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Jun

Relieving the Pain of Controller Tests


Lately we've been embracing Cucumber as the preferred way of testing our Ruby on Rails applications. Cucumber is awesome, both for communicating with the customer and for getting thorough, full-stack tests of the application. We like Cucumber so much, we basically thought that it could replace both view and controller tests. It turns out we were wrong.

While our policy of Cucumber over view tests has been working out great so far, controllers are a different story. There is simply too much logic in the controller that is very hard to test (in a sane way) with Cucumber. It makes sense to have a cucumber feature that specifies that, for a non-admin user, a certain link should not be there, however that doesn't test the security of the application, despite the link not being there, the action may still be freely accessible for the user. Cucumber is not well suited (nor is it intended) to test these kinds of things.

But writing controller tests is a serious pain, so we tried to find a stack that felt natural and pleasant to work with. After some experimentation, we've settled on a slightly odd and interesting stack, consisting of the following:

  • Remarkable's descriptions and steps
  • RSpec's normal mocking syntax
  • Macro-style methods for different user contexts

We first tried using Remarkable on its own, but quickly found that we did not like the mocking syntax:

mock_models :data_point

describe(:post => :create, :data => "params") do
  expects :bulk_create, :on => DataPoint, 
          :with => proc { [@current_account, "params"] }, 
          :returns => proc { [mock_data_point] }

  it { should set_the_flash(:notice) }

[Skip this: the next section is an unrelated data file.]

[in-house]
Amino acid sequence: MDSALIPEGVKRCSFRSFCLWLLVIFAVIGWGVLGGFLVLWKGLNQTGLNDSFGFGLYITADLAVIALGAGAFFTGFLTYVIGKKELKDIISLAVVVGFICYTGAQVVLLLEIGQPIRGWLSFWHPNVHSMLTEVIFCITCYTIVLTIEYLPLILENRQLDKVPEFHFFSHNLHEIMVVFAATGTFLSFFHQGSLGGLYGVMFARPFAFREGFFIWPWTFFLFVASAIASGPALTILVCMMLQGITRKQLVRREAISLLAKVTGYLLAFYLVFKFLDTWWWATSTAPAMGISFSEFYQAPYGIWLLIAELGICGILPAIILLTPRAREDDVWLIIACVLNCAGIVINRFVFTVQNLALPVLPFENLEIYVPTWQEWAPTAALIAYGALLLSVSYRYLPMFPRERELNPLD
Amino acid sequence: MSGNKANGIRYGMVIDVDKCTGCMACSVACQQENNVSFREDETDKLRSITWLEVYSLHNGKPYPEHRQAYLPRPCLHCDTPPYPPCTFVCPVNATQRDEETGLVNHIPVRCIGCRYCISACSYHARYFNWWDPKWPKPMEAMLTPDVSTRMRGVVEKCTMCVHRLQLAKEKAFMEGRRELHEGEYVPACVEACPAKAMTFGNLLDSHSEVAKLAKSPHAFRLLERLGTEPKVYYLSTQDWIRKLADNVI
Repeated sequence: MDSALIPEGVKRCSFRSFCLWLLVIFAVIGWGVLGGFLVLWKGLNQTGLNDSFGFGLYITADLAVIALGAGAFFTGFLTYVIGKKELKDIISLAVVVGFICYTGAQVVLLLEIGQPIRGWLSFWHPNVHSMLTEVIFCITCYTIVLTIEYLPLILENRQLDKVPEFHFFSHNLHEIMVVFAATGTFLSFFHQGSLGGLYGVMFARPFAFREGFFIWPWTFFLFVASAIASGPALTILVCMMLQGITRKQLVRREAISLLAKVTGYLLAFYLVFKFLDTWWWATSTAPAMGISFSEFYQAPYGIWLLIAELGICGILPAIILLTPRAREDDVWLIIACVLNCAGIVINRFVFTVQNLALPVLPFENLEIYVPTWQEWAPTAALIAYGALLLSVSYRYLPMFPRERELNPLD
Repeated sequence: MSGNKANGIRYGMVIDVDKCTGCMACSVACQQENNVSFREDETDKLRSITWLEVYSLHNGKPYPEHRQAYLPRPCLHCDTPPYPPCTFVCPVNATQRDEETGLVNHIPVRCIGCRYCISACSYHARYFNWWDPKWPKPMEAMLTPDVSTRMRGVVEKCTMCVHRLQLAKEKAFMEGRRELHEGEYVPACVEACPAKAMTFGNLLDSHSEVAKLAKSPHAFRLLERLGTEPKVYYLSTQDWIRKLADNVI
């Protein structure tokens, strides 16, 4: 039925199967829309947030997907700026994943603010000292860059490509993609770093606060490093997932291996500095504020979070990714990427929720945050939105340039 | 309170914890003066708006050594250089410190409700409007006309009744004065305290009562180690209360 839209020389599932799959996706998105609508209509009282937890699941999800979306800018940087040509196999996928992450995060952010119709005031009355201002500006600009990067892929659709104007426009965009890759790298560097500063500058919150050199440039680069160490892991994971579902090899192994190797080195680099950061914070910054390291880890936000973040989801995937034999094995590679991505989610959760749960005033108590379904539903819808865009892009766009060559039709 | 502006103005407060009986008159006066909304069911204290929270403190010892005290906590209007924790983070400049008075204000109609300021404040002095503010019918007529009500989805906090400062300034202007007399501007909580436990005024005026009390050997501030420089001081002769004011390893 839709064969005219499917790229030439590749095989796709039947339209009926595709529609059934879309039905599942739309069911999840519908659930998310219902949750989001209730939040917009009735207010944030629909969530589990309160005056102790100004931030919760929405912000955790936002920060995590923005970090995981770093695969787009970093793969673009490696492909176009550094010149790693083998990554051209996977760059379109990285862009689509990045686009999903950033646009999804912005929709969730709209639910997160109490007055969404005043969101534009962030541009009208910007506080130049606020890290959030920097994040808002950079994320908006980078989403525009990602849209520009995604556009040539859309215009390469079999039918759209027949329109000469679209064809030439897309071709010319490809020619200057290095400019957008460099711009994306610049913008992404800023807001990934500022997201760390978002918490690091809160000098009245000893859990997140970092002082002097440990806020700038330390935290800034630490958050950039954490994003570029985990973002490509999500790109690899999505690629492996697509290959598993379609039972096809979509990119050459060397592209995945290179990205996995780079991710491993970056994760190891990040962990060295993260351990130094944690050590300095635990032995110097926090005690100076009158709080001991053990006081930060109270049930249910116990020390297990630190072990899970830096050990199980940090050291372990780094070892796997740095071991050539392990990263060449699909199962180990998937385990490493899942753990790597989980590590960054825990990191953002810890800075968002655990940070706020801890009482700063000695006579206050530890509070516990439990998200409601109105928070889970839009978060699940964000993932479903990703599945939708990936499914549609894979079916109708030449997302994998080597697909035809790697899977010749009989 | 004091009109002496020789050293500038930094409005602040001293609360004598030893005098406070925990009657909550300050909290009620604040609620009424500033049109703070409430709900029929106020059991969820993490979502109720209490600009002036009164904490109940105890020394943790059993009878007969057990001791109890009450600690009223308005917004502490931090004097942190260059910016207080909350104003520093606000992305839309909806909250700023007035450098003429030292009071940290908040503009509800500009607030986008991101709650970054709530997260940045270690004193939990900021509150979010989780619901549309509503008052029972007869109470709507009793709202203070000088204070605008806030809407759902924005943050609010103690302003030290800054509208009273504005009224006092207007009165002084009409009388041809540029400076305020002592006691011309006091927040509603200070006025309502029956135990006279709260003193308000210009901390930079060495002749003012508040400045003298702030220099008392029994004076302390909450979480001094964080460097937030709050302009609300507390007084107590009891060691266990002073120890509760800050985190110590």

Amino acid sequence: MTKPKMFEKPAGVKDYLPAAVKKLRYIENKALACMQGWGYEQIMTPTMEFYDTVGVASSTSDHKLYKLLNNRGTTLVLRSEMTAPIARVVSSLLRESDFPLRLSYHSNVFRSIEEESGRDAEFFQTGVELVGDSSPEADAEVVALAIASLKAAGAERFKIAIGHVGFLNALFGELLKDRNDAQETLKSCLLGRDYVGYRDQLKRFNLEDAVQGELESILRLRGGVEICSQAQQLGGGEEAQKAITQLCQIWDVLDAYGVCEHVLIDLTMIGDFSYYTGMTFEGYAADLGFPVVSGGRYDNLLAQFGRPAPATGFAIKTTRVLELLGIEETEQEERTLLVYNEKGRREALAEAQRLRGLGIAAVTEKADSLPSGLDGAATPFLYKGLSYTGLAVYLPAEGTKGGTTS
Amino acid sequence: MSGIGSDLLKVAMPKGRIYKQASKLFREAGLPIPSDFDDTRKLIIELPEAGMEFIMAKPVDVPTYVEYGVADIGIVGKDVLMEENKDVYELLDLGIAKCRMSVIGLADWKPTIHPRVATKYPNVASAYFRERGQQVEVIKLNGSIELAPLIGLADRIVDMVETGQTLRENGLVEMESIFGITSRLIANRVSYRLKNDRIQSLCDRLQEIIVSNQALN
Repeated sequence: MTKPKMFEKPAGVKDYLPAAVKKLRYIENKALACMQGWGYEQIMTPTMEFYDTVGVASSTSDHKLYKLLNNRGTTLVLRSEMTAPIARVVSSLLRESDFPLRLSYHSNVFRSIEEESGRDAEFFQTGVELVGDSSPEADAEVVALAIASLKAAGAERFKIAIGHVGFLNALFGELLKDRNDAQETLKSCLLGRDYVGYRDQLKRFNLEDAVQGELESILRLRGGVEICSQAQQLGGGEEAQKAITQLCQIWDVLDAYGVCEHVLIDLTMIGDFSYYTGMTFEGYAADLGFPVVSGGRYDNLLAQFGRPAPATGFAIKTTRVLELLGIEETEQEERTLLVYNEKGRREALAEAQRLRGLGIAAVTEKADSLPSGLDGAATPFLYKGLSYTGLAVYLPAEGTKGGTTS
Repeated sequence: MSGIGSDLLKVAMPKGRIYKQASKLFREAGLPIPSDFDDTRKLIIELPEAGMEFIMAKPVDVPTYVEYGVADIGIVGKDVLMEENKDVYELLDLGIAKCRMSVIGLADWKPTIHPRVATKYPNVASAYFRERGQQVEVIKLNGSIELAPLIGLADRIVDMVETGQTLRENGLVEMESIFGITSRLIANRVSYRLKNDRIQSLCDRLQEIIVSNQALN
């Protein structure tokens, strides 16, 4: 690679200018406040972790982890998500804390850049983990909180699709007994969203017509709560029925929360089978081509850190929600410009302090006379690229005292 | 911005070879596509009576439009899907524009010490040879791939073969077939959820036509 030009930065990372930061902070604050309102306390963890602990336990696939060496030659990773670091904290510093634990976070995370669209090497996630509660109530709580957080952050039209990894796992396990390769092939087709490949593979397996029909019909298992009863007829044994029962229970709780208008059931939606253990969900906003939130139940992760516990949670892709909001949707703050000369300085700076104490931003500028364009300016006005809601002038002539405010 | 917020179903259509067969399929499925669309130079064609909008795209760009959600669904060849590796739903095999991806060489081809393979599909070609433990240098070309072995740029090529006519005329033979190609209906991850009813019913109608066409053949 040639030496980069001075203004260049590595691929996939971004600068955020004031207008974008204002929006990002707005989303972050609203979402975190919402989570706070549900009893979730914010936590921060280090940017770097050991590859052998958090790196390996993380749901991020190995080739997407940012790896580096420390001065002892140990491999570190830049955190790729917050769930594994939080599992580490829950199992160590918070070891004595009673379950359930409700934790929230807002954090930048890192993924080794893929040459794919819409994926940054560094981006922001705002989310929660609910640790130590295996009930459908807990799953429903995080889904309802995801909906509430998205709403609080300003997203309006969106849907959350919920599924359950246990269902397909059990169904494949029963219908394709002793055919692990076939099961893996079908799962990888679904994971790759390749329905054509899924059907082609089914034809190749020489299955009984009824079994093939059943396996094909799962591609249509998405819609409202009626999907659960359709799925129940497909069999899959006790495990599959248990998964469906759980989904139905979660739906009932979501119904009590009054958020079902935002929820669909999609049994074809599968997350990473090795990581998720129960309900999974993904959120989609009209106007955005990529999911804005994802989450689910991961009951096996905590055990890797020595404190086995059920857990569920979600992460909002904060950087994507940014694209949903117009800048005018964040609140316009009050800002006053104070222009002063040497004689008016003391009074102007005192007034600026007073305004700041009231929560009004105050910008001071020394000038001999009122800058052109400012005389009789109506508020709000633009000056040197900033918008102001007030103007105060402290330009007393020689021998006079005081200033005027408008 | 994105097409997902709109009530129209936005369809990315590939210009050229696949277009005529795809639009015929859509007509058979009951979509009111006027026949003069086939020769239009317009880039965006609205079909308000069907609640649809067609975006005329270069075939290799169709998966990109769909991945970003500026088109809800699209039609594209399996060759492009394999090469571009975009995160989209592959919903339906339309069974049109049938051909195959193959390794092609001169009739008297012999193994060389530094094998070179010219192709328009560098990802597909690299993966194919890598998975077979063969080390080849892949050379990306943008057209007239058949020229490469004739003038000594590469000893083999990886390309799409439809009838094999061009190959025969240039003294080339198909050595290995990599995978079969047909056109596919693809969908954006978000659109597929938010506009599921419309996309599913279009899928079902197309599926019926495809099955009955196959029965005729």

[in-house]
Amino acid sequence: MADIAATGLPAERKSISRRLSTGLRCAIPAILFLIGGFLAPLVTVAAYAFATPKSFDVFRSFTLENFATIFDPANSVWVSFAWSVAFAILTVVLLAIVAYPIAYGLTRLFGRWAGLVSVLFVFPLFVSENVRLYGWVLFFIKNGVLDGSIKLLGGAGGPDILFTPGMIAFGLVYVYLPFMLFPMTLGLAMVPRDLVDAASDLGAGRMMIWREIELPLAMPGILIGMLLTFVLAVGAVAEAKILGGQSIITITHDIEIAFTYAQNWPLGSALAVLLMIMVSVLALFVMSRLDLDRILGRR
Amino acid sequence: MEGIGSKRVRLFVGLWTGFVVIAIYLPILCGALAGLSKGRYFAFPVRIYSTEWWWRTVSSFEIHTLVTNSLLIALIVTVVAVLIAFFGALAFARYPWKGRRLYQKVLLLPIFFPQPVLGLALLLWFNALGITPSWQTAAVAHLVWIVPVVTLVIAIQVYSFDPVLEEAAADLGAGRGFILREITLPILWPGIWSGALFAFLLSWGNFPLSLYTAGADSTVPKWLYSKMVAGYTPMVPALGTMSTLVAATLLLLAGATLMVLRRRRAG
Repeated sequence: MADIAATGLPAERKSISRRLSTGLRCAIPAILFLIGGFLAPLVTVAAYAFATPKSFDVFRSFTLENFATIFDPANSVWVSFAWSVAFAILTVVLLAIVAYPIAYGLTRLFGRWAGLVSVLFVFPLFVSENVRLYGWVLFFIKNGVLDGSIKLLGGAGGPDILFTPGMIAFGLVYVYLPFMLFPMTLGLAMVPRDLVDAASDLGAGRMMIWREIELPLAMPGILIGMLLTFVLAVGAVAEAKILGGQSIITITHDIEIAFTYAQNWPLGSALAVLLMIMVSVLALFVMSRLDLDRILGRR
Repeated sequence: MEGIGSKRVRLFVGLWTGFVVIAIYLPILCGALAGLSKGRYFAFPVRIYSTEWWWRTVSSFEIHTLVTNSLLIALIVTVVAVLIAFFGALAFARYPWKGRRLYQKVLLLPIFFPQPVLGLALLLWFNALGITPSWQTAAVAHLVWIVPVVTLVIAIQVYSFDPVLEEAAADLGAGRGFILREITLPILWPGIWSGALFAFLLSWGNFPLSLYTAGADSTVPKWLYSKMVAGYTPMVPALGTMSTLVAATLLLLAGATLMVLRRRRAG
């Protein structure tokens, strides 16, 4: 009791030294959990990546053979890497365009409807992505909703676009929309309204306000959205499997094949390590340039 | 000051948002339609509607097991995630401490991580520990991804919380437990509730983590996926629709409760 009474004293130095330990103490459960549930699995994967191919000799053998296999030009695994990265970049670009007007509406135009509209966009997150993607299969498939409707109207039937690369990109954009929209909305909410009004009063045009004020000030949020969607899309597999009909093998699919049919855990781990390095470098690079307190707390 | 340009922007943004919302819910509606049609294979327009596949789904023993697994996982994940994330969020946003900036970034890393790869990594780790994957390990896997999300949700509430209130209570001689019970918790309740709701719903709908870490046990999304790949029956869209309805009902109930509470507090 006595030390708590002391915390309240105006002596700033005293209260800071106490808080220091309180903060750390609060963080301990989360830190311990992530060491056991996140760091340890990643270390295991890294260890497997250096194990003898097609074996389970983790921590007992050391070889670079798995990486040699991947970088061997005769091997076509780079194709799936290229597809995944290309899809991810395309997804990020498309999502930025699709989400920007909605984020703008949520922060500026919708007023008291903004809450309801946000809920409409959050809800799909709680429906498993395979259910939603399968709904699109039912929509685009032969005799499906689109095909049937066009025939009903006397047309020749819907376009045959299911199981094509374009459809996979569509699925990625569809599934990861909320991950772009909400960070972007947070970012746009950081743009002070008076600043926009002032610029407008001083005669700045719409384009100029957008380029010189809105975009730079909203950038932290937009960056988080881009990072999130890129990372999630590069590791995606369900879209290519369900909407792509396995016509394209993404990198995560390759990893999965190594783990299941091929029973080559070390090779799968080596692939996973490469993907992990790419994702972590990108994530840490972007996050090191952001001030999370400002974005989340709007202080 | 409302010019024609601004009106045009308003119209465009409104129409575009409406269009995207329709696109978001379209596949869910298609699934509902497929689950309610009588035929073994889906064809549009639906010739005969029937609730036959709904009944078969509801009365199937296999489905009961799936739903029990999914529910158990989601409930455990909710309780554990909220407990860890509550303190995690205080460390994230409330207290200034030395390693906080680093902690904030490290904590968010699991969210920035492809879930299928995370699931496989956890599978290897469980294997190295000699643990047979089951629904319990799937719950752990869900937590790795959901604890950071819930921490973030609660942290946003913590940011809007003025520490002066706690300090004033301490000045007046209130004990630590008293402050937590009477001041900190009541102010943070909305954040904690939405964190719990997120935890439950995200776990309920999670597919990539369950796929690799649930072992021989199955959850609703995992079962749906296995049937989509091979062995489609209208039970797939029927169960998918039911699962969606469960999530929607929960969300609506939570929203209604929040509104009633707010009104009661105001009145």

it { should render_template('data_points/new')}
  it { should assign_to(:data_points, :with => [mock_data_point]) }
end

The fact that it uses a "class-method" level for the DSL presents a lot of problems, it is impossible to simply use instance variables, methods need to be wrapped in procs, etc... It also, for some reason, does not seem to support stubs, which is very inconvenient in some cases. In the end we realized that there is absolutely no advantage to Remarkable's DSL over simply doing:

mock_models :data_point

describe(:post => :create, :data => "params") do
  before do
    DataPoint.should_receive(:bulk_create).with(@current_account, "params").and_return([mock_data_point])
  end

  it { should set_the_flash(:notice) }
  it { should render_template('data_points/new')}
  it { should assign_to(:data_points, :with => [mock_data_point]) }
end

One sore point though was that there was a lot of setup required in each controller spec for getting the logged in user right. We thought that with some block trickery we might be able to take care of this tedious setup:

module LogInContext

  def as_user(params={}, &block)
    describe "(as a logged in user)" do
      before do
        @current_user = mock('current_user')